By Jose Rodriguez
Big 12 Syndication/The Daily Toreador
Statistically, Texas A&M does not possess the Big 12 Conference’s most potent lineup — a look at the Aggies’ production in a three-game series against Texas Tech, however, tells a different story.
The prime example may be Aggie third baseman Adam Smith.
Smith entered the weekend with one home run to his name. On Saturday, he collected his second of the season — an eventual game winning three-run jack in the eighth inning, lifting the No. 6 Aggies to a 5-4 victory against the Red Raiders.
On Sunday, Smith worked his magic again, but did not wait until the eighth frame to deal another knockout.
“When it left the bat I thought it was just an out,” Tech coach Dan Spencer said, “but the ball got up in the wind and the kid hit it out of the park… that hurt us… and when you’re in the bullpen in the second inning that doesn’t help you on Sunday.”
Smith’s three-run home run in the fourth inning of Sunday’s rubber match gave the Aggies (24-8, 9-3 in Big 12 play) a 9-5 lead, sending the Red Raiders (20-13, 5-7) to their second consecutive Big 12 series loss just a week after being swept by Oklahoma on the road.
A win Sunday would have placed the Red Raiders in a position among the conference’s top six teams; instead, Tech finds itself in sole possession of seventh with road trips against New Mexico and No. 8 Texas set for this week.
What may make the series loss to A&M even tougher to take is how close Tech came to winning the series prior to Sunday’s slugfest.
Spencer said his team should have played Sunday’s finale having already won the series the night before.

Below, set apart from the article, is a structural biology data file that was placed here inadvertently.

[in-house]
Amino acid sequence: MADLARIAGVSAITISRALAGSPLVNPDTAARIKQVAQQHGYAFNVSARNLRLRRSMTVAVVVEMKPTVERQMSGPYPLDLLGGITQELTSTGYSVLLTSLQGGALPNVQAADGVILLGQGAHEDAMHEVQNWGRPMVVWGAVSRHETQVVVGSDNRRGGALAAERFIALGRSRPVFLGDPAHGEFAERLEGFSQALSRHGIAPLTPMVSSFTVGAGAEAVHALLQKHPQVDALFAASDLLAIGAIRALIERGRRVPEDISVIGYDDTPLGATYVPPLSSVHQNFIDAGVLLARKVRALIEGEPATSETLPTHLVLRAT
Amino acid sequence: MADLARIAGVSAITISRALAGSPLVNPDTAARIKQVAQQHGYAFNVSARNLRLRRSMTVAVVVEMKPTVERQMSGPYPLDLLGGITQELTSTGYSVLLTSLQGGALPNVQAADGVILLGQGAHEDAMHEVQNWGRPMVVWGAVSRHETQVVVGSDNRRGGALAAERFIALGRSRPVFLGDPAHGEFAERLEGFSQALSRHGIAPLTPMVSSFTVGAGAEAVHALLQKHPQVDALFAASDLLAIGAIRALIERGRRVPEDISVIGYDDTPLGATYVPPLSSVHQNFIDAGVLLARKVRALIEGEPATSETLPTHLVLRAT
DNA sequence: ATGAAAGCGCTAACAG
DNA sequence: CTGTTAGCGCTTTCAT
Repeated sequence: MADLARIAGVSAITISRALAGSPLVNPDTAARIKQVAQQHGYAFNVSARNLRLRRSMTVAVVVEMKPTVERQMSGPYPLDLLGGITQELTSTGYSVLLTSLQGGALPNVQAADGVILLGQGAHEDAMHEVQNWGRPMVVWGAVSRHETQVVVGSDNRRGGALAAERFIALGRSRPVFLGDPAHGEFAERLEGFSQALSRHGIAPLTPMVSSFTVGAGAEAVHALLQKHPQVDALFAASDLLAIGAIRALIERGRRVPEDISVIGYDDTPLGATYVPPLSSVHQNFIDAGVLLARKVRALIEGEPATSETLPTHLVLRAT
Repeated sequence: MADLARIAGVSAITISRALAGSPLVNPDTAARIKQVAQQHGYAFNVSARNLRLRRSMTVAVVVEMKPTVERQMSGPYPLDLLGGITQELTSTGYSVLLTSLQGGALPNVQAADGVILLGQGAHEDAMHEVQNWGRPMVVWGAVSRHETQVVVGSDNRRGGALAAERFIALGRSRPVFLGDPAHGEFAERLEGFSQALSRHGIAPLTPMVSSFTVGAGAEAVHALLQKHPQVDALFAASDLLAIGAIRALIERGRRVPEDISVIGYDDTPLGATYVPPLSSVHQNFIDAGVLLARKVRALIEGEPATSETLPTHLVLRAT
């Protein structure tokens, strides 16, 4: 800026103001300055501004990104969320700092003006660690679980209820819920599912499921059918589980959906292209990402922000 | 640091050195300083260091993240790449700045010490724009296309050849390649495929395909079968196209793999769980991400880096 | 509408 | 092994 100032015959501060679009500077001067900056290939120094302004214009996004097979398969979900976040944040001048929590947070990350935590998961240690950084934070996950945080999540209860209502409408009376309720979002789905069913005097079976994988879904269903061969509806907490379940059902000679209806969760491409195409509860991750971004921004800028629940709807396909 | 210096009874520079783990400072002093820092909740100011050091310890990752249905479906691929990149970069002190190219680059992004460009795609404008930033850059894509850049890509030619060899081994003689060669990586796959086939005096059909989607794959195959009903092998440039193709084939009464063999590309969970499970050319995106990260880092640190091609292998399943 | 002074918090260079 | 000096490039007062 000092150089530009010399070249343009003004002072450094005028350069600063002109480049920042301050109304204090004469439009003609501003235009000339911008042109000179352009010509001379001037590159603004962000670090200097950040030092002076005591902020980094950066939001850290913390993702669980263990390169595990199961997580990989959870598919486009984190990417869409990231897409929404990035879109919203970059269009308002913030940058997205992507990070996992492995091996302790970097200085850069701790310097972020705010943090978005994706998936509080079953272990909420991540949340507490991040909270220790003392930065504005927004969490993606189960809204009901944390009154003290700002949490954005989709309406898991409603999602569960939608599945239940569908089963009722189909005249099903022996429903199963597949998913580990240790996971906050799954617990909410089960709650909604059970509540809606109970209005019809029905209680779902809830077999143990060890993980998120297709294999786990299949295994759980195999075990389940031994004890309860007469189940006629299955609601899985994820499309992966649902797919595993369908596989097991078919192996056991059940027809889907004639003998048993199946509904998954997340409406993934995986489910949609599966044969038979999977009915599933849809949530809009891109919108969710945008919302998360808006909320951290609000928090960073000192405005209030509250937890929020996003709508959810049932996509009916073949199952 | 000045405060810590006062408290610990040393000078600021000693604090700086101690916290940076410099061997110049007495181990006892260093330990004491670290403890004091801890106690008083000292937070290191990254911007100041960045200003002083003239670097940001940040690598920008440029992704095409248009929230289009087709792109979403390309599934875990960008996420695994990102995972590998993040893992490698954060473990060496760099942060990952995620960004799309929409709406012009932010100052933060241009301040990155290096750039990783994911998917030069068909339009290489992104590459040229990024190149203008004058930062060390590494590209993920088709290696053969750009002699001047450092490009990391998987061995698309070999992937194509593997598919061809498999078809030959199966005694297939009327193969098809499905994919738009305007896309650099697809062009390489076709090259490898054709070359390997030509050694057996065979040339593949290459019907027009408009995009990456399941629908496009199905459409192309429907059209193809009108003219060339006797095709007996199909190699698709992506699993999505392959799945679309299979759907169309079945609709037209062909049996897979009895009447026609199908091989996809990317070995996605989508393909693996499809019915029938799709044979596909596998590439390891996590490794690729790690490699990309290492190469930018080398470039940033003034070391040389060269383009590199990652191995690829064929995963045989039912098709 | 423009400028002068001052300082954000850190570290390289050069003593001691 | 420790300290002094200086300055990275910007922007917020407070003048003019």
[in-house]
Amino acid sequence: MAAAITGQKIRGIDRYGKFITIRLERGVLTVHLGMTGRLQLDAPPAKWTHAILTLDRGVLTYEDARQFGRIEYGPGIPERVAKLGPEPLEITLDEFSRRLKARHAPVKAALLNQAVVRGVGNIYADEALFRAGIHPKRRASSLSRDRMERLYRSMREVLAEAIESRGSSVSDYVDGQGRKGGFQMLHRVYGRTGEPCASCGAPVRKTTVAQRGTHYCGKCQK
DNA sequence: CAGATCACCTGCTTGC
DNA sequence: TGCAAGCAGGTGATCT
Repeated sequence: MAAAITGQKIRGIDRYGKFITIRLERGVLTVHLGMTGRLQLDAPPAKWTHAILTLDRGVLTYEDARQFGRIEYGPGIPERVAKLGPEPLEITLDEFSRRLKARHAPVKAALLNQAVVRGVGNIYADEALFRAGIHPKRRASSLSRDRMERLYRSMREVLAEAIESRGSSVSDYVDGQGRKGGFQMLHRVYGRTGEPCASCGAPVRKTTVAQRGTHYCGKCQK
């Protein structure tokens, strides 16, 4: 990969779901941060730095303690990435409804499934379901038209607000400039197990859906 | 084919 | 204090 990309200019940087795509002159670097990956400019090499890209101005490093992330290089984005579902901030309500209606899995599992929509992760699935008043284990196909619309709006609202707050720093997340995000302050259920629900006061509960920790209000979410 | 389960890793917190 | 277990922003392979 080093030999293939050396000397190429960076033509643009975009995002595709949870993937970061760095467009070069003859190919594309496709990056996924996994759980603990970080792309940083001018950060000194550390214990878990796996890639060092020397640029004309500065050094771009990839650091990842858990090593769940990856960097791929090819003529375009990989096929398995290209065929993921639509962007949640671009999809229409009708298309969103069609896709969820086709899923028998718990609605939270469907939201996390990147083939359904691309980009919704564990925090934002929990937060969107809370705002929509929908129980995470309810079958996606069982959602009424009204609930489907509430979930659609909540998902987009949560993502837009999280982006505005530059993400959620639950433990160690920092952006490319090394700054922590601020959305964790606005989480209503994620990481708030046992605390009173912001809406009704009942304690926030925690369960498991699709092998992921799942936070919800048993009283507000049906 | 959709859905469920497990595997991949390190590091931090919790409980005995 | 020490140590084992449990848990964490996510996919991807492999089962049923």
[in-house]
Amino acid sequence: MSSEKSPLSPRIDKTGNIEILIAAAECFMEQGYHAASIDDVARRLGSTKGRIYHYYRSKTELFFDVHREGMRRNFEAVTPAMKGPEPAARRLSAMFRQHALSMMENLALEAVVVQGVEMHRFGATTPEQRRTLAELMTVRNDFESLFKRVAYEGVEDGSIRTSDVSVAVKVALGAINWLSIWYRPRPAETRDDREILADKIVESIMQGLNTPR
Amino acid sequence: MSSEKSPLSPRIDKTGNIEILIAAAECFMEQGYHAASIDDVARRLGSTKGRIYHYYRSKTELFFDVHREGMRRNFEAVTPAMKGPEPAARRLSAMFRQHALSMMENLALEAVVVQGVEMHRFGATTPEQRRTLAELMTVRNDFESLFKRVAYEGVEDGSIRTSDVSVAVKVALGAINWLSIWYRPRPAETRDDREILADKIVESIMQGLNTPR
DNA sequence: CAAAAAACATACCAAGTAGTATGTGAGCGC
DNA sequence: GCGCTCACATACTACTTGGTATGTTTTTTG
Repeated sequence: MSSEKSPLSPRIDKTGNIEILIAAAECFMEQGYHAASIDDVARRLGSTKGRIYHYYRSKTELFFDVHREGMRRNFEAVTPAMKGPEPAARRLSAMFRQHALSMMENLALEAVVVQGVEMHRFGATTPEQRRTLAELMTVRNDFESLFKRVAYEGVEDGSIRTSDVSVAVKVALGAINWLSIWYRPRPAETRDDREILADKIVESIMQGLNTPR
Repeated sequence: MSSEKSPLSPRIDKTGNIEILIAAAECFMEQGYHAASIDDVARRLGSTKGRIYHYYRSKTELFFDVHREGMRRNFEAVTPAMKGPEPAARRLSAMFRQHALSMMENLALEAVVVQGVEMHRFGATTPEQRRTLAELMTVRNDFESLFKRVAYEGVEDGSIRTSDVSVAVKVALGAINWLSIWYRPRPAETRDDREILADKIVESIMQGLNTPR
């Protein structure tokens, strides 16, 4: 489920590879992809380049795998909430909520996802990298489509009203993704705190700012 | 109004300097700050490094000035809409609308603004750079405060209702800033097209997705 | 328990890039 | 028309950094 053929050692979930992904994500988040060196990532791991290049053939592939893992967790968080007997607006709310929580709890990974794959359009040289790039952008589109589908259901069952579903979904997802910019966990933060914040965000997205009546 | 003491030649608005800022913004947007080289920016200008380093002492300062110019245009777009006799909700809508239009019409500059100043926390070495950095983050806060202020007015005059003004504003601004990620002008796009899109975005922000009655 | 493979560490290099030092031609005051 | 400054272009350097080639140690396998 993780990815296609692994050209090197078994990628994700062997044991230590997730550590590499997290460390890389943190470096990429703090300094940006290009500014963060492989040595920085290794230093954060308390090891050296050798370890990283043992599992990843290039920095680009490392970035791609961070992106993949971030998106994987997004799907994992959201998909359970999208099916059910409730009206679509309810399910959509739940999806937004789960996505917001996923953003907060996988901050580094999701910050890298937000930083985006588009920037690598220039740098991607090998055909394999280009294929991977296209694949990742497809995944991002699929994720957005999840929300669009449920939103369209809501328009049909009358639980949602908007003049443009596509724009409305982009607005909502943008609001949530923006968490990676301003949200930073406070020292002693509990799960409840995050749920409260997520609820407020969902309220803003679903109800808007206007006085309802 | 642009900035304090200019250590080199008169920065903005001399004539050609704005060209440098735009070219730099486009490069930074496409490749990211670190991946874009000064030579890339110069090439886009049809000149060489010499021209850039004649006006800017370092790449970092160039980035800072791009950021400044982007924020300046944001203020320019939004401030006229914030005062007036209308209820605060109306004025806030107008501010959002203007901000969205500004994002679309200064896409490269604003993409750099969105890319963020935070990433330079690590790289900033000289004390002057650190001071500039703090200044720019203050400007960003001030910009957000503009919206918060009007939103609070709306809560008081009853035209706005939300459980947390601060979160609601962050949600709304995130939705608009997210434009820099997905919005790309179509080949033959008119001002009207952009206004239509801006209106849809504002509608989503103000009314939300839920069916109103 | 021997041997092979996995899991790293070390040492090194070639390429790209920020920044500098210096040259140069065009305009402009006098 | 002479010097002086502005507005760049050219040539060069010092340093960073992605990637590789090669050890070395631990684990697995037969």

Tech drew first blood, winning the Friday opener in extra innings by the score of 4-3, thanks to a game-winning RBI single from shortstop Kelby Tomlinson in the 12th inning.
Saturday’s game was well in reach for Tech as well, before A&M’s Smith struck in the eighth inning.
“I thought (Saturday) night’s game got away from us, even though we never had the lead late,” Spencer said. “I thought that at 2-2, that we were in pretty good position, and we didn’t take care of the baseball in the eighth inning.”
The deciding game Sunday was well out of hand before the eighth.
Prior to Smith’s fourth-inning home run, the A&M offense helped limit Tech starting pitcher Robbie Kilcrease to the worst outing of his career — 1 1/3 innings of work with six earned runs allowed off nine hits. Kilcrease threw 49 pitches despite the short stint.
The Aggies’ Ross Stripling, on the other hand, went six innings and had four earned runs to his name to go with nine strikeouts.
Tomlinson said the team did a good job of competing at the plate, but just could not put up the numbers to outscore A&M on Sunday.
Tomlinson also said Sunday’s outing, as well as other subpar performances the team has had, will not change Tech’s mentality going forward.
Working in Tech’s favor going into this week’s slate of games is the fact that the Red Raiders are at the homestretch of the “gauntlet” Spencer referred to as his team’s three-week stretch with games against No. 7 Oklahoma, A&M and Texas.
A sweep of Texas, as daunting as it seems, places Tech back near the top of the Big 12 standings.
But Tuesday’s series opener against New Mexico awaits first.
That’s what Tech’s Nick Popescu said is the best thing about playing the sport of baseball — teams get many chances to bounce back from a loss.
“That’s how baseball is, it’s a quick memory loss,” Popescu said. “You just gotta move on. Like coach Spencer said, you got one hour to think about the game, and then you gotta move forward and get ready for Tuesday versus New Mexico.”